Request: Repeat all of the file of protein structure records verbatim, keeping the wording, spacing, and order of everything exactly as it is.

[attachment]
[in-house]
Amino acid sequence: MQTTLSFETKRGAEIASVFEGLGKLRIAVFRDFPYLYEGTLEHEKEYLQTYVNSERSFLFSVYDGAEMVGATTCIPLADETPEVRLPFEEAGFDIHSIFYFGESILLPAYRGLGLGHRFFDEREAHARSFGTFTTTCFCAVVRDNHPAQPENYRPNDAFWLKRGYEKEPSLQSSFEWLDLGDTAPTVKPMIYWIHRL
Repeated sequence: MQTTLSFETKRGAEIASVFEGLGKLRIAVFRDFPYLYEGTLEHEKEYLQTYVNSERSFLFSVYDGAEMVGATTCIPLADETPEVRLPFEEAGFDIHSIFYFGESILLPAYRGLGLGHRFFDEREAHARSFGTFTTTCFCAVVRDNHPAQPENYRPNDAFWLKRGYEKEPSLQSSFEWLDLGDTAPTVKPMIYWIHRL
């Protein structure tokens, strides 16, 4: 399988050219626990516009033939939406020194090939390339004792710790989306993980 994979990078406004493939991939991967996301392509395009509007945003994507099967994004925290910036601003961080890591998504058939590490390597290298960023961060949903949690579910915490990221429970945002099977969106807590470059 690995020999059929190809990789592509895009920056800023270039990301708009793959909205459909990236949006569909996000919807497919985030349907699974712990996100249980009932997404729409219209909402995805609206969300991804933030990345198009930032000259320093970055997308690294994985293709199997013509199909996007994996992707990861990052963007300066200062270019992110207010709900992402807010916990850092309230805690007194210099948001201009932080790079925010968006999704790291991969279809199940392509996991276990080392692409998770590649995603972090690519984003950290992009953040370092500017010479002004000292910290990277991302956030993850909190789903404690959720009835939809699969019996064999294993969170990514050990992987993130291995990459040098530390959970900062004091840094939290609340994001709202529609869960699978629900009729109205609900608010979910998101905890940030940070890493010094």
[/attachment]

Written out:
[in-house]
Amino acid sequence: MQTTLSFETKRGAEIASVFEGLGKLRIAVFRDFPYLYEGTLEHEKEYLQTYVNSERSFLFSVYDGAEMVGATTCIPLADETPEVRLPFEEAGFDIHSIFYFGESILLPAYRGLGLGHRFFDEREAHARSFGTFTTTCFCAVVRDNHPAQPENYRPNDAFWLKRGYEKEPSLQSSFEWLDLGDTAPTVKPMIYWIHRL
Repeated sequence: MQTTLSFETKRGAEIASVFEGLGKLRIAVFRDFPYLYEGTLEHEKEYLQTYVNSERSFLFSVYDGAEMVGATTCIPLADETPEVRLPFEEAGFDIHSIFYFGESILLPAYRGLGLGHRFFDEREAHARSFGTFTTTCFCAVVRDNHPAQPENYRPNDAFWLKRGYEKEPSLQSSFEWLDLGDTAPTVKPMIYWIHRL
């Protein structure tokens, strides 16, 4: 399988050219626990516009033939939406020194090939390339004792710790989306993980 994979990078406004493939991939991967996301392509395009509007945003994507099967994004925290910036601003961080890591998504058939590490390597290298960023961060949903949690579910915490990221429970945002099977969106807590470059 690995020999059929190809990789592509895009920056800023270039990301708009793959909205459909990236949006569909996000919807497919985030349907699974712990996100249980009932997404729409219209909402995805609206969300991804933030990345198009930032000259320093970055997308690294994985293709199997013509199909996007994996992707990861990052963007300066200062270019992110207010709900992402807010916990850092309230805690007194210099948001201009932080790079925010968006999704790291991969279809199940392509996991276990080392692409998770590649995603972090690519984003950290992009953040370092500017010479002004000292910290990277991302956030993850909190789903404690959720009835939809699969019996064999294993969170990514050990992987993130291995990459040098530390959970900062004091840094939290609340994001709202529609869960699978629900009729109205609900608010979910998101905890940030940070890493010094």